Children & Youth

Pediatric occupational therapy is designed to aid in the gross motor and fine motor development of children, as well as sensory integration. From birth, the motor skill development of the child is often the focus of well-child visits. As the child ages, the slowed development of these fine and gross motor skills may impede the development of life activities and school activities. The pediatric occupational therapy specialist may focus on pencil grasp, pre-printing skills, scissor skills, and hand-eye coordination skills. Sensory integration refers to the response to sensory input (such as touch, movement, hearing, taste, smell, vision) and is another important aspect of child development that may be addressed by an occupational therapist. Occupational therapists are also employed in public schools to help children achieve their educational goals.

Information from AOTA concerning Core Standards,click here.

AOTA Update on Policy Developments Related to Autism Services

    1. Autism Spectrum Disorders (ASD): State of the States of Services and Supports for People with ASD – This report was commissioned by CMS a few years ago to create a resource summarizing the range of services available to the ASD community. It profiles each state in a fair amount of detail and may be a useful resource for OT practitioners and clients in your states.


    1. Informational Bulletin: Clarification of Medicaid Coverage of Services to Children with Autism – This document was released just a few weeks ago from the Center for Medicaid and CHIP Services. It describes the various elements of the Medicaid program under which children on the spectrum may receive services. Note that it repeatedly refers to OT.


    1. EPSDT – A Guide for States: Coverage in the Medicaid Benefit for Children and Adolescents – This report by CMS was released last month and is a valuable reminder of the scope of the Early and Periodic Screening Diagnostic and Treatment benefit under Medicaid, which requires the coverage of all medically necessary services for Medicaid beneficiaries under the age of 21.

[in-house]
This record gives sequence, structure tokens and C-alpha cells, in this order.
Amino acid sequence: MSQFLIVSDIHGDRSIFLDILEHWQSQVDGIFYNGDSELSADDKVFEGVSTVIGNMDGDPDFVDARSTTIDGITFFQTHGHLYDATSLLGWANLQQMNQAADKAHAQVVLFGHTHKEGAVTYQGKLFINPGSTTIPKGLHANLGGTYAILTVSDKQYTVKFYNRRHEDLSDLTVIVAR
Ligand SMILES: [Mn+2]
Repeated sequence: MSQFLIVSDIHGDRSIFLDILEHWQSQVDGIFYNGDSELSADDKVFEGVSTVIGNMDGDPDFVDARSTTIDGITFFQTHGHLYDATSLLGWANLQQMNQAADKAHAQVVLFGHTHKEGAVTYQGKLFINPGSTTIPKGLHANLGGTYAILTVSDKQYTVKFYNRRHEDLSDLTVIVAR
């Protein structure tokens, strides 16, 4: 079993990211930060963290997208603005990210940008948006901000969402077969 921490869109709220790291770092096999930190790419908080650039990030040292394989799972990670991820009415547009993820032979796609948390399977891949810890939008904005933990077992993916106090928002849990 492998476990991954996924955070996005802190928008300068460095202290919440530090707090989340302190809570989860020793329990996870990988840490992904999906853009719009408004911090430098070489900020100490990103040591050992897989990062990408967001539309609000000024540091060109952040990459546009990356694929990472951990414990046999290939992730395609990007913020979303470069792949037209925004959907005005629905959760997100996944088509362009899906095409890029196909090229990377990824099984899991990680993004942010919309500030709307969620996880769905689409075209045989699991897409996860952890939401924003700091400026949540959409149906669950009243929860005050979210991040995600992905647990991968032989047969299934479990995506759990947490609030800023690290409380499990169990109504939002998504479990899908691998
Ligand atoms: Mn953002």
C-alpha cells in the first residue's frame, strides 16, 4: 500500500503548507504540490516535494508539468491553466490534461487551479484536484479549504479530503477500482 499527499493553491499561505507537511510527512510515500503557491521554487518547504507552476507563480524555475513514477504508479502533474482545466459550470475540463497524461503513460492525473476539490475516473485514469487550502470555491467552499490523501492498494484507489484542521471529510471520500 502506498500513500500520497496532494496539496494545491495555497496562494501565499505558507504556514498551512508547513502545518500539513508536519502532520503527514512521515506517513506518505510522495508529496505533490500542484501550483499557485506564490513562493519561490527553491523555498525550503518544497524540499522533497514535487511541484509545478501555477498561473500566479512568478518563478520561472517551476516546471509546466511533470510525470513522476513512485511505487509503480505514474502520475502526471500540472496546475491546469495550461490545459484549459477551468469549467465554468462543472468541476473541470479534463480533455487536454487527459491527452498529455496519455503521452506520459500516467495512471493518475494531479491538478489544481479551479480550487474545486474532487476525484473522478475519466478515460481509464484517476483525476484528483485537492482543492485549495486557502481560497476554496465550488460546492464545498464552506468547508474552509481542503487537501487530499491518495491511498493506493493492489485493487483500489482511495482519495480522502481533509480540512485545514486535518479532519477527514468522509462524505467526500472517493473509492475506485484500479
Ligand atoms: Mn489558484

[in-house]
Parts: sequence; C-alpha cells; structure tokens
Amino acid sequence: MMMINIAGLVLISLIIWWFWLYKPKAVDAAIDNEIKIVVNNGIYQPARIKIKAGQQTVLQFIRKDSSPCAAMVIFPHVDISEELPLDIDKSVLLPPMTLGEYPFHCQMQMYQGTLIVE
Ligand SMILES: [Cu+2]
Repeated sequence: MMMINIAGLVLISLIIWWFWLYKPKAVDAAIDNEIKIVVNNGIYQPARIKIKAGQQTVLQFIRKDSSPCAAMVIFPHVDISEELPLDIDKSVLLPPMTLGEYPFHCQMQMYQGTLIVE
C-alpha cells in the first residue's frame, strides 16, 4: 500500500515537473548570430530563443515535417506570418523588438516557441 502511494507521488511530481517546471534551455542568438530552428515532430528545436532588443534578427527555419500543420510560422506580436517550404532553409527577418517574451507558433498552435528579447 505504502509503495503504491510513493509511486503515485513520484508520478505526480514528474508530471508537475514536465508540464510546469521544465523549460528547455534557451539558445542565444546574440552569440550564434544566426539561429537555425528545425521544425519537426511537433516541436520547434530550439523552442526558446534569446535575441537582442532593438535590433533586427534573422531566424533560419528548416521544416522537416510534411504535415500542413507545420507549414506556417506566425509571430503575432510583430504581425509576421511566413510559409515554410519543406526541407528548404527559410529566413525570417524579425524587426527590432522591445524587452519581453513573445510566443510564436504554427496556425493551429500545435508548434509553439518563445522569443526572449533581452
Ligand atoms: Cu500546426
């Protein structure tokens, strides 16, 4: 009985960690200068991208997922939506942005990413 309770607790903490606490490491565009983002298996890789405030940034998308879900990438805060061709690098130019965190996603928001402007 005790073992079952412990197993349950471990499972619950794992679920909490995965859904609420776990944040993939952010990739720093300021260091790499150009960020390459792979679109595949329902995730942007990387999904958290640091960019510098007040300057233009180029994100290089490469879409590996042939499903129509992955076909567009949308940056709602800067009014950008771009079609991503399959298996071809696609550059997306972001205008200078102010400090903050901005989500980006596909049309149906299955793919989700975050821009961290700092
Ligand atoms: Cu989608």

1. Washington Autism Alliance and Advocacy v. Douglas Porter Settlement Agreement – This settlement agreement has resulted in Washington State issuing emergency regulations for coverage of applied behavior analysis under Medicaid.


  1. Washington State Health Care Authority Emergency Rules – These are the rules that have been developed pursuant to the settlement agreement. We’ve heard some speculation that they may be used as a template to formulate similar rules in other states. In general, the rules are not problematic. They reference the importance of coordinating the provision of other services like OT, and there are fairly rigorous standards in place to ensure that all kids don’t automatically get ABA to the exclusion of all other services. The only real concern I have with them is the definition of ABA, which suggests that behavior analysts may be looking to expand their client population beyond children with autism, and the potential impact that could have for OT.

From AOTA’s perspective, we want to make you aware of these new resources and encourage you to be on the lookout for developments in your state. The primary concern is that the increased availability of some autism services (e.g. ABA) not be to the exclusion of others (e.g., OT). A related concern is ensuring that to the extent a child is receiving services from multiple providers, those services are coordinated to produce the best outcomes. Depending on what happens in any particular state, it may be important to take action to protect access to OT. AOTA staff is available to assist you with engaging in that sort of advocacy.


The Office of Special Education and Rehabilitative Services (OSERS)
celebrates 35 Years of the Individuals with Disabilities Education Act (IDEA)
Please visit a new IDEA website

Please note the release of a publication that reviews IDEA history. It is entitled 35 Years of Progress in Educating Children With Disabilities Through IDEA.